FOUR-LETTER WORD BEGINNING WITH `F'
Mark McLaughlin's fiction, nonfiction and poetry have appeared in hundreds of magazines, anthologies, and websites, including The Living Dead 2, Cemetery Dance, Dark Arts, Midnight Premiere, Fangoria, Horror Garage, FilmFax, Shroud Magazine, ChiZine.com, The Black Gate, Galaxy, all three Bending the Landscape volumes, and two volumes each of The Best of the Rest, The Best of HorrorFind, and The Year's Best Horror Stories, as well as The Book of All Flesh, its two companion volumes, and The Best of All Flesh. Collections of his fiction include Death Creeps In On Velvet Paws, Twisted Tales For Sick Puppies, Raising Demons For Fun and Profit, Slime After Slime, Pickman's Motel, Motivational Shrieker, and At the Foothills of Frenzy (with co-authors Shane Ryan Staley and Brian Knight). He is the co-author, with Rain Graves and David Niall Wilson, of The Gossamer Eye, which won a Bram Stoker Award for Poetry. His collaborative novel with Michael McCarty, Monster Behind the Wheel, was a Bram Stoker Award Finalist for Best First Novel. Mark's works can be found at www.MerchantsKeep.com, www.Horror-Mall.com, and the Anthologies Section of www.GenreMall.com. Visit Mark on the web at www.facebook.com/MarkMcLaughlinMedia, www.myspace.com/monsterbook, and www.youtube.com/mcmonsterbook.
Horror Takes Root
Welcome once again to my gruesome garden of grisly gore, where we discuss fear as it is manifested in the cinema of the macabre.
One might think a person wouldn't have cause to experience Floraphobia, or an intense fear of plants. But in fact, a person would be WRONG to think such a thing. Us meat-based bipeds have plenty of reasons to fear the green life-forms that share our world.
Quite simply, plants hate us and can hurt or even kill us. Why do plants hate us? Let me count the ways:
1. We eat their various stems and stalks and leaves... their bodies!
2. We eat grain... their seeds, which are their babies!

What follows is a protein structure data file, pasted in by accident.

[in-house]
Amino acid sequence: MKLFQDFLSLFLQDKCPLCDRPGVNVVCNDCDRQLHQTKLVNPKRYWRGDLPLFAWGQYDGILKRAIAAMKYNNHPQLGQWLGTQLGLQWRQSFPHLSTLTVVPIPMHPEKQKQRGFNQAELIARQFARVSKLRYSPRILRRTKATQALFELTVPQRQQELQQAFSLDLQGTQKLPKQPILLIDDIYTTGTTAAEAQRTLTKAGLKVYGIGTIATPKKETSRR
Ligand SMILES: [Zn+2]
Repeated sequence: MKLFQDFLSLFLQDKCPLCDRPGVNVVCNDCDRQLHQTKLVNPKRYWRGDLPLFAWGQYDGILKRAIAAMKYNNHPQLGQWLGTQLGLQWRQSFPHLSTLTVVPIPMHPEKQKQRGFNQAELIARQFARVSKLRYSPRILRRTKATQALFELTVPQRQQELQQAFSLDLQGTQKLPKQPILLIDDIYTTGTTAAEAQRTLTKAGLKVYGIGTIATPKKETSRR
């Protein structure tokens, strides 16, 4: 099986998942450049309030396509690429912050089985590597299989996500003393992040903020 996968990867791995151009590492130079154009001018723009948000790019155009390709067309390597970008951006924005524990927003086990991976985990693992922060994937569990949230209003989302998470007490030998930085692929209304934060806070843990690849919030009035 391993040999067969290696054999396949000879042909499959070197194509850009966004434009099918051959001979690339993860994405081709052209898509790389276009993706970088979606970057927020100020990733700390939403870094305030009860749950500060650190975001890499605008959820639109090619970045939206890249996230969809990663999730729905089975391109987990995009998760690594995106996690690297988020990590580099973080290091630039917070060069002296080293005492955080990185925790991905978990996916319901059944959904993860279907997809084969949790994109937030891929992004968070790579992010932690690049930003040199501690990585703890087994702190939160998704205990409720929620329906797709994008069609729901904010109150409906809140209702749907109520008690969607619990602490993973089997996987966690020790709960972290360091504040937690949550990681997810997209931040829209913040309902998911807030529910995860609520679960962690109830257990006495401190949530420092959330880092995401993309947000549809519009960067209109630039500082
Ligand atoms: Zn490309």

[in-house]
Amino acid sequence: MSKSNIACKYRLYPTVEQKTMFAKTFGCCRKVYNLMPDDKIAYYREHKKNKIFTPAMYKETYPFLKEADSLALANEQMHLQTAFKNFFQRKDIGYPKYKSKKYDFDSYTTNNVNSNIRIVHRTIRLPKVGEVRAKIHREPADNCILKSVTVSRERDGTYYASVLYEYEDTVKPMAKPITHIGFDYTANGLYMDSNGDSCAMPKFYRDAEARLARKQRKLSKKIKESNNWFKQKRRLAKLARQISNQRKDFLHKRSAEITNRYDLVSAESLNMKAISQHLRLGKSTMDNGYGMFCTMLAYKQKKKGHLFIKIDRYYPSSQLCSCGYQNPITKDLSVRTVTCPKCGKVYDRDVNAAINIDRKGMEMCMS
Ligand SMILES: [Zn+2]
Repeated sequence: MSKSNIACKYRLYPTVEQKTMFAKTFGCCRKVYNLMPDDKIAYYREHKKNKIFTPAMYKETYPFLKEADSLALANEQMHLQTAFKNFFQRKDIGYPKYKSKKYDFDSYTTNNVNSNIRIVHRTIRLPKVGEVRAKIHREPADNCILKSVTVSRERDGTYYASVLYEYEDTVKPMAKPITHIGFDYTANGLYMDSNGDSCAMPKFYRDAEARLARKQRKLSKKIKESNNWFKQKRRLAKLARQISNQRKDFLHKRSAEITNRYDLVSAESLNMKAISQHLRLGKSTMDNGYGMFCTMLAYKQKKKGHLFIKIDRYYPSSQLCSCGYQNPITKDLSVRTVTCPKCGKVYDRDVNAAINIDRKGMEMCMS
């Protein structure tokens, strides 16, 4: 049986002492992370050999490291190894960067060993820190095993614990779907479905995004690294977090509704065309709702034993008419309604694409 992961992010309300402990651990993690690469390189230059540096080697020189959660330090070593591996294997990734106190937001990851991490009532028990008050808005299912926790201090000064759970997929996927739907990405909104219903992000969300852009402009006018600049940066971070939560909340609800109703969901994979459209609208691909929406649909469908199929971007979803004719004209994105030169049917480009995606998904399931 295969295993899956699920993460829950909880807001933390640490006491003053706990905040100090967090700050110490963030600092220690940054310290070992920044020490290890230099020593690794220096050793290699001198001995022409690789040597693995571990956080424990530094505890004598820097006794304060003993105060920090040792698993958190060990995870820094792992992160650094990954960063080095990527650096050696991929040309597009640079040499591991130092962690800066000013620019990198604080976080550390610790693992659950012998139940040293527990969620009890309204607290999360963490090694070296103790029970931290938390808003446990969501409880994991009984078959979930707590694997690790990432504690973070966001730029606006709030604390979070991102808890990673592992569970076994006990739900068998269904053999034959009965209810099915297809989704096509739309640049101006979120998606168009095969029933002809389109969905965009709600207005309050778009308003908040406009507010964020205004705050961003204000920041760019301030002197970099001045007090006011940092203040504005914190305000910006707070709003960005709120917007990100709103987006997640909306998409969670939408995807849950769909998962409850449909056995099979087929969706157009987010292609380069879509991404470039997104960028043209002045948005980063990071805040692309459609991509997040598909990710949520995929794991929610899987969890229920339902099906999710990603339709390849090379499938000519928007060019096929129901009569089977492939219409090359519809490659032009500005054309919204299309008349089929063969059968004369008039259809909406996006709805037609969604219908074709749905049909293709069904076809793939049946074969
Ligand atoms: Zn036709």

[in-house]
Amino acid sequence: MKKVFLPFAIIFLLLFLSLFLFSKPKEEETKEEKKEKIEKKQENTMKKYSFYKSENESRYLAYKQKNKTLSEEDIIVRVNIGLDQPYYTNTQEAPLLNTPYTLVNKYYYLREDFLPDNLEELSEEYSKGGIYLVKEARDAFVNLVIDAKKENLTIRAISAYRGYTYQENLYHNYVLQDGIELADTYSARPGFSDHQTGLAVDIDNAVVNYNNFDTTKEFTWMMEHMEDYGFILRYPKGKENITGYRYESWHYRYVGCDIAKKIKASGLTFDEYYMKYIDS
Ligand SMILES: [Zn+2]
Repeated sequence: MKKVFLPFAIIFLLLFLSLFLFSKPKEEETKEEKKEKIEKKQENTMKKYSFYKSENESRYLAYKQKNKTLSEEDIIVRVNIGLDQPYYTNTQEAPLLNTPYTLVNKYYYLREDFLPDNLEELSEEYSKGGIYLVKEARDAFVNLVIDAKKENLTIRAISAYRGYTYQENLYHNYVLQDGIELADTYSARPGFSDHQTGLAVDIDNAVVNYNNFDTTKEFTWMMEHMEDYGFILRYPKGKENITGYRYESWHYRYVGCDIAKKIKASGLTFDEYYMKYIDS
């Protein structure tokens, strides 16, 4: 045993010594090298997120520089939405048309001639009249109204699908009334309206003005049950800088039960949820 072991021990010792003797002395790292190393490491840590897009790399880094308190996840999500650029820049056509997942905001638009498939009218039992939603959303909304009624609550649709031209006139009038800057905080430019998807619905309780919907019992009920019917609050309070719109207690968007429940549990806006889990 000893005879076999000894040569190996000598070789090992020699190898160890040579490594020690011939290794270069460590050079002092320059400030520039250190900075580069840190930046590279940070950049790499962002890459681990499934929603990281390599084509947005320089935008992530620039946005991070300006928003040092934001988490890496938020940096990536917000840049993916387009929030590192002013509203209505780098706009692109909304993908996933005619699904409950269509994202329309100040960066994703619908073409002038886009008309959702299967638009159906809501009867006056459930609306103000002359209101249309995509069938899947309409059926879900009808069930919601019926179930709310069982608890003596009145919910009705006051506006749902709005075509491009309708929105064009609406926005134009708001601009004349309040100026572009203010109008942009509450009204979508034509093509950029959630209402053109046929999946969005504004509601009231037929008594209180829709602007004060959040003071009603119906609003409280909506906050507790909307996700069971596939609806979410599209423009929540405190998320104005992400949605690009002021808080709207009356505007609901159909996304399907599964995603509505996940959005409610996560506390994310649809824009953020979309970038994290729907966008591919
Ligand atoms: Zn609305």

3. We chop down living trees, saw up their giant corpses and make stuff out of them!
4. We mow the grass on lawns... entire legions of their kind... because we like it short and tidy!
5. Worst of all, we pick flowers... which are, technically, their genitalia... and use them as decorations! Would you like it if somebody yanked off your genitals and put them in a vase? Probably not!
How can plants hurt or kill us? I can count those ways, too:
1. Pollen can give us allergy attacks and make us miserable!
2. Many plants are poisonous!
3. Mold and fungi can grow on us and make us sick!
4. Thorns can rip our flesh!
5. Limbs can break off of trees, fall on us and kill us!
So while most people might say they are not afraid of plants... deep down, at some primal level, they probably realize that plants aren't really our friends. Consider this: When we die, our dead bodies in the ground supply nourishment to the hungry roots of trees. Is that what you'd call a friend -- somebody who would eat your body after you died? I think not!
Certainly the most famous evil-plant movies of all would have to be Invasion of the Body Snatchers (1956) and its various remakes and rip-offs. Alien plants quietly replicate and replace human bodies while their owners are sleeping. The process is rather complicated and involves big pods (hence the term ‘pod people' which is often associated with the movies).
The replicant may look like the victim, but he or she acts very cold and distant, and this plant-like lack of warmth and personality tips off loved ones that something is afoot... or aroot, as the case may be.
This quiet sort of invasion has always been terrifying to Americans who fear that Communists or other subversive political forces are trying to infiltrate the Red, White and Blue. In the case of the pod people, they would see the colors of America's future as Green, Green and More Green.
Of course, in tropical locales, green is always the color of the day. In The Ruins (2008), a gang of young adventurers are trapped in an ancient jungle temple overrun with hungry, body-invasive killer vines. This theme, plants invading bodies, is played to morbid perfection in Mortuary (2005). In Mortuary, a single mother decides to start over as a mortician. Not exactly the best career move for turbo-charging her social life, but it might give her the inside track on meeting eligible widowers.
Unfortunately, the building she buys for her new business is infested with a supernatural mildew that preys on the living and the dead, turning them into zombies with a fairly high degree of predatory intelligence. Their main goal is to infect others, and they do so to forward the goals of the Lovecraftian mildew god dwelling in the mortuary's sub-cellars.
Most people already detest mold and mildew because it is so filthy, slimy and sickening, and this movie will have you scrubbing the bathroom tiles with renewed vigor.